THE MALTEASER

March 15, 2012

Chocolate Malteser Cake
with the launch of mini chocolate malteser Easter bunnies (a personal favourite I must add...), it goes without saying that the chocolate malteser cake should be unveiled. A spongy chocolate cake with buttercream icing perfectly whipped up with horlicks and cocoa, you'll not stop at only one slice...serve it up and everyone will be asking for the recipe!

Makes 8-10 slices


For the cake
150g soft brown sugar (muscavado sugar is best for flavour)
100g caster sugar
3 large eggs
175ml milk
15g unsalted butter
2 tablespoons Horlicks powder
175g plain flour
25g cocoa, sieved
1 teaspoon baking powder
1/2 teaspoon bicarbonate of soda


For the icing and decoration
250g icing sugar
1 teaspoon cocoa
45g Horlicks
125g soft unsalted butter
2 tablespoons boiling water
2 x 37g packets Maltesers (plus extra to nibble on whilst making..)


Take whatever you need out of the fridge so that all the ingredients can come to room temperature (though it's not so crucial here, since you're heating the milk and butter and whisking the eggs).
2 Preheat the oven to 170C/Gas Mark 3. Butter and line two 20cm loose-bottomed sandwich cake tins with baking parchment.
3 Whisk together the sugars and eggs until light and frothy. Heat the milk, butter and Horlicks powder in a small saucepan until the butter has melted and the mixture is hot but not boiling. Beat the milk mixture into the eggs a little at a time. Fold in the dry ingredients thoroughly. Divide the cake batter evenly between the two tins and bake in the oven for 25 minutes, by which time the cakes should have risen and will spring back when pressed gently. (They will look like the need longer but are naturally airy and spongy to the touch) Let them cool on a rack for about 5-10 minutes and then turn them out of their tins.4 Once the cakes are cold, you can get on with the icing. I use a processor just because it makes life easier: you don't need to sieve the icing sugar. So, put the icing sugar, cocoa and Horlicks in the processor and blitz to remove all lumps. Add the butter and process again. Stop, scrape down, and start again, pouring the boiling water down the funnel with the motor running until you have a smooth buttercream.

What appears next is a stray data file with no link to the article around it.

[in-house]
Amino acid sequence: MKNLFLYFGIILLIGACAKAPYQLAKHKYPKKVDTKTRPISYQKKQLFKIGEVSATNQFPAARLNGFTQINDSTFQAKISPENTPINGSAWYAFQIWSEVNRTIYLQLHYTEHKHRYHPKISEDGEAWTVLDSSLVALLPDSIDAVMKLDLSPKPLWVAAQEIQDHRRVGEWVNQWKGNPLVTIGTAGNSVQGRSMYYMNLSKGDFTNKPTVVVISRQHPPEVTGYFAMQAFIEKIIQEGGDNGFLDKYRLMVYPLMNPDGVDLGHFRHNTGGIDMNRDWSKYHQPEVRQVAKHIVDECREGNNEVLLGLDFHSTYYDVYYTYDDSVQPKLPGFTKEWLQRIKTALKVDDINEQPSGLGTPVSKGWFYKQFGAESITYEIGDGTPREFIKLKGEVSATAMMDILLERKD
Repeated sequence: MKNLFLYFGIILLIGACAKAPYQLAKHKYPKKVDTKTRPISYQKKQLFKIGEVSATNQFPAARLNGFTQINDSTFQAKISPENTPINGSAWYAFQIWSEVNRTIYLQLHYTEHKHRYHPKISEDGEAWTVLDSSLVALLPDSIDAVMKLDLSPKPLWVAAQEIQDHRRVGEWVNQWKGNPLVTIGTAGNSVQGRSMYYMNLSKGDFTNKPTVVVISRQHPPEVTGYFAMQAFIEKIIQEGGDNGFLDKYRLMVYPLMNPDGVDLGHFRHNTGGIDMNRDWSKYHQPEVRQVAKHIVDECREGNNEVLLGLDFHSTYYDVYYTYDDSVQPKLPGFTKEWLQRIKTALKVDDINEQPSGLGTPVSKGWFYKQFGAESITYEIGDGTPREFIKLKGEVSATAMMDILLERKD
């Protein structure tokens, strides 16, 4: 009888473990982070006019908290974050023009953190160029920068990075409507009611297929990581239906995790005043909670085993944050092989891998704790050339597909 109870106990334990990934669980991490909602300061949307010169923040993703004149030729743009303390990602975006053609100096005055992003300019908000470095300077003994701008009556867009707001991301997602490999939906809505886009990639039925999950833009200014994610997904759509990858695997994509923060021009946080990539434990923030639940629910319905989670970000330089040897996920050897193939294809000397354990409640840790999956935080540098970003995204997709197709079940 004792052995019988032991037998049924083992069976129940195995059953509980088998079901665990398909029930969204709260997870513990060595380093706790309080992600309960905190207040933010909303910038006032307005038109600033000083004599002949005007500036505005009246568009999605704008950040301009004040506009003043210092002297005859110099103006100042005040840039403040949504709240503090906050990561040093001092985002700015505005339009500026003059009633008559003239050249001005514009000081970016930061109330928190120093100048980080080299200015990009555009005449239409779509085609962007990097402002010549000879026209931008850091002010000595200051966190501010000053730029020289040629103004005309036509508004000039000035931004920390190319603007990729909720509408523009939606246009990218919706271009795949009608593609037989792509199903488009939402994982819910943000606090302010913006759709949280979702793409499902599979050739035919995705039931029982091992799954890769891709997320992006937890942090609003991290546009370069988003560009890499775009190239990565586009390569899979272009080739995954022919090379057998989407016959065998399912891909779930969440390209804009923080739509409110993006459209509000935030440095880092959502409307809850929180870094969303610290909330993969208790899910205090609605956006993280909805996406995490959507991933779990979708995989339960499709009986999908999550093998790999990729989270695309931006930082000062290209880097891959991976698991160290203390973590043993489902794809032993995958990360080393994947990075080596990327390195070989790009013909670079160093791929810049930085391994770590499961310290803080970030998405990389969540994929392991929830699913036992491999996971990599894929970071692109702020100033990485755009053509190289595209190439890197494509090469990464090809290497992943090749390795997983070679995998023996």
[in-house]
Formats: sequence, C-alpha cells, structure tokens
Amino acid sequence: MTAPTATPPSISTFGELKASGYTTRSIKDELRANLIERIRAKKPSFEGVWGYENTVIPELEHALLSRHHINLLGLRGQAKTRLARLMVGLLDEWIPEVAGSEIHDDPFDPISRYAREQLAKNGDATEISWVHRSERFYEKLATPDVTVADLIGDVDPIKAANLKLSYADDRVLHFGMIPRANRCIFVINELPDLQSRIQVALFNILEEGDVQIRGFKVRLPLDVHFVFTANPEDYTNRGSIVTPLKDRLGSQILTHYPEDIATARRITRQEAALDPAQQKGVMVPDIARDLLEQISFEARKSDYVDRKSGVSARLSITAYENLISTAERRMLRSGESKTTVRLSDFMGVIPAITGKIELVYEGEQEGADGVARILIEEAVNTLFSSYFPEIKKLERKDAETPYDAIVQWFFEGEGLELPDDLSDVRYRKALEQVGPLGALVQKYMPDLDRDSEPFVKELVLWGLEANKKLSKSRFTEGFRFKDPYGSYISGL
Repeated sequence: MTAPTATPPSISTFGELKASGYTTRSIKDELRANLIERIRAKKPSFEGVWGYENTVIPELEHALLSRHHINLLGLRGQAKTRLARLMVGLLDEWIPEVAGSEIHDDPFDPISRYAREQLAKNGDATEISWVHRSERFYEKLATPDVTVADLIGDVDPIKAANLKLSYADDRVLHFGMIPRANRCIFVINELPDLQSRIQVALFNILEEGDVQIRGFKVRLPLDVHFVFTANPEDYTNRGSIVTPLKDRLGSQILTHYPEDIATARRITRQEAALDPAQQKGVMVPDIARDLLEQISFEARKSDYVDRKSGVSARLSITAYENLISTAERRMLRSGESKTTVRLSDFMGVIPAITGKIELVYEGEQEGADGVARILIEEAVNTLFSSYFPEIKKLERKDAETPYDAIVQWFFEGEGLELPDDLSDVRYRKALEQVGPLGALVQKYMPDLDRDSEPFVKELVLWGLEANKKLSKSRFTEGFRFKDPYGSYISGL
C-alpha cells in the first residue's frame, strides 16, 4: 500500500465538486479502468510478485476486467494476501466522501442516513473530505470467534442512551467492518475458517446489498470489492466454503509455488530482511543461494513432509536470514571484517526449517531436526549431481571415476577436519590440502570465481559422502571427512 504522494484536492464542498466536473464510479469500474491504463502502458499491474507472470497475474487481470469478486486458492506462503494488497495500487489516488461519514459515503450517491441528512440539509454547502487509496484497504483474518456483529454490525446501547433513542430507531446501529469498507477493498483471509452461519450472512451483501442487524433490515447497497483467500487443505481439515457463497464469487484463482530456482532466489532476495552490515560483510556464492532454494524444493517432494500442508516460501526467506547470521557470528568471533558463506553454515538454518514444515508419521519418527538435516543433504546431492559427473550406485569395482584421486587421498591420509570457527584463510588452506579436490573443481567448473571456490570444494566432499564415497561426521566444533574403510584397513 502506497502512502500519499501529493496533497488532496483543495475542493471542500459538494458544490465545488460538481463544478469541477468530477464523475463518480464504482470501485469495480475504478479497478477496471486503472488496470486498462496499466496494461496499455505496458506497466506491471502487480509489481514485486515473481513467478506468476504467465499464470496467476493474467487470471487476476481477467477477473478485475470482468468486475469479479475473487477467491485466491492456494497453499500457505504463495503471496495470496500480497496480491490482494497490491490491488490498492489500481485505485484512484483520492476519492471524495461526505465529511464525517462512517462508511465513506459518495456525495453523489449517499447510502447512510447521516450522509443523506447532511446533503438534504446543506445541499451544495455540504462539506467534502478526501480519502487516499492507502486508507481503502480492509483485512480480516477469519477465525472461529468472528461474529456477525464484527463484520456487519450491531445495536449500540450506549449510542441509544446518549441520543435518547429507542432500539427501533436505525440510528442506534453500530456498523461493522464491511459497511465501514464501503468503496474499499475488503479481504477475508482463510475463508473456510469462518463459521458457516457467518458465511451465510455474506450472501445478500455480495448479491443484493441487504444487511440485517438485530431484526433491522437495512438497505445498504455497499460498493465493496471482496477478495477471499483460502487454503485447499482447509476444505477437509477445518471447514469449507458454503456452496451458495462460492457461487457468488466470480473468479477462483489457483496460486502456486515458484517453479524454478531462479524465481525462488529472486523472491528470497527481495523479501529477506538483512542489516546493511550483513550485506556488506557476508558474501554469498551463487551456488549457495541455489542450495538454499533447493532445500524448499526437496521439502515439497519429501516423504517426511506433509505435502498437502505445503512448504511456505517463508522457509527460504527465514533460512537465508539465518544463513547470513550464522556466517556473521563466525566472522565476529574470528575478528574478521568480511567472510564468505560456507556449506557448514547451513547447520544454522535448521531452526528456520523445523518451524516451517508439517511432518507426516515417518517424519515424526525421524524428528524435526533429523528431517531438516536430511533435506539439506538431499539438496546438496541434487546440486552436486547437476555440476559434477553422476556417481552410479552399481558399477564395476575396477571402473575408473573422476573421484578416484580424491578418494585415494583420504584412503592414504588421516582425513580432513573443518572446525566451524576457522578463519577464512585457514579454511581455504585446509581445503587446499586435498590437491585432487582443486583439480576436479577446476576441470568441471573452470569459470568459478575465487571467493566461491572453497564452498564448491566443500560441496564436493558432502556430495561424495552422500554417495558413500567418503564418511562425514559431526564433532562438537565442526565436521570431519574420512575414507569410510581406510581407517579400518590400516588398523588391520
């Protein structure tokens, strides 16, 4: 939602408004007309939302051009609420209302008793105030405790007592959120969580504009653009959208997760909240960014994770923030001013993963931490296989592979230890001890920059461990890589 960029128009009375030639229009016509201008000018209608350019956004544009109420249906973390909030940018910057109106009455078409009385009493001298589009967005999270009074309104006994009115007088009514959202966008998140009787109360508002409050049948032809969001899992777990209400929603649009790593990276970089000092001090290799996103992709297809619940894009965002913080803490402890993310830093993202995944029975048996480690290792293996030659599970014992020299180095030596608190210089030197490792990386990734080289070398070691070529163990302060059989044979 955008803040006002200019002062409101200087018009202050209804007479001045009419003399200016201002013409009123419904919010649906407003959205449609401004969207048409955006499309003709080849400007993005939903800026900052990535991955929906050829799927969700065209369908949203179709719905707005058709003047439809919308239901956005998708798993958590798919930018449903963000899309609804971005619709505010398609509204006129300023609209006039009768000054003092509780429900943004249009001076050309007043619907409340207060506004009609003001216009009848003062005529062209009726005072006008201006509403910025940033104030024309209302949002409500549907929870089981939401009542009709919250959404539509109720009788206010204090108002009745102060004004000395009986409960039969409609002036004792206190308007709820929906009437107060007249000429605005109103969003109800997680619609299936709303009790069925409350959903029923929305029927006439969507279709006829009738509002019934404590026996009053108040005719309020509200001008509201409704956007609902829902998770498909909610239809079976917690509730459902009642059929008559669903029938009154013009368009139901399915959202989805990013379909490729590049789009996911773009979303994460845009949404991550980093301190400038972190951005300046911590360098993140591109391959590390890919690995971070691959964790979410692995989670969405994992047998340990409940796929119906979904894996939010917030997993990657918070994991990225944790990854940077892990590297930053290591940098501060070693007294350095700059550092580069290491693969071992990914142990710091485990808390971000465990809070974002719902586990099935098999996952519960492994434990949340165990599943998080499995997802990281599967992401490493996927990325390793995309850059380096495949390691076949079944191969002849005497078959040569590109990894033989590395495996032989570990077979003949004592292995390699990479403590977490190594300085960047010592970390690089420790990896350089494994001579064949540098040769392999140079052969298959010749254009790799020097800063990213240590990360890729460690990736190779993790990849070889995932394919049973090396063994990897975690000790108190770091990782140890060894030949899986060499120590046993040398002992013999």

5 Sandwich the cold sponges with half of the buttercream.

Icing Methods (I used option 2)
1 Ice the top and sides with what is left, creating a swirly pattern rather than a smooth surface. Place a ring of Maltesers around the top of the cake or use them to decorate the top in which-ever way pleases you.
2 Ice the top and sides of the cake with a thin layer of icing for the 'ruffles' to adhere to. Then follow this video here to perfect your ruffle technique!

Taken from Feast by Nigella Lawson

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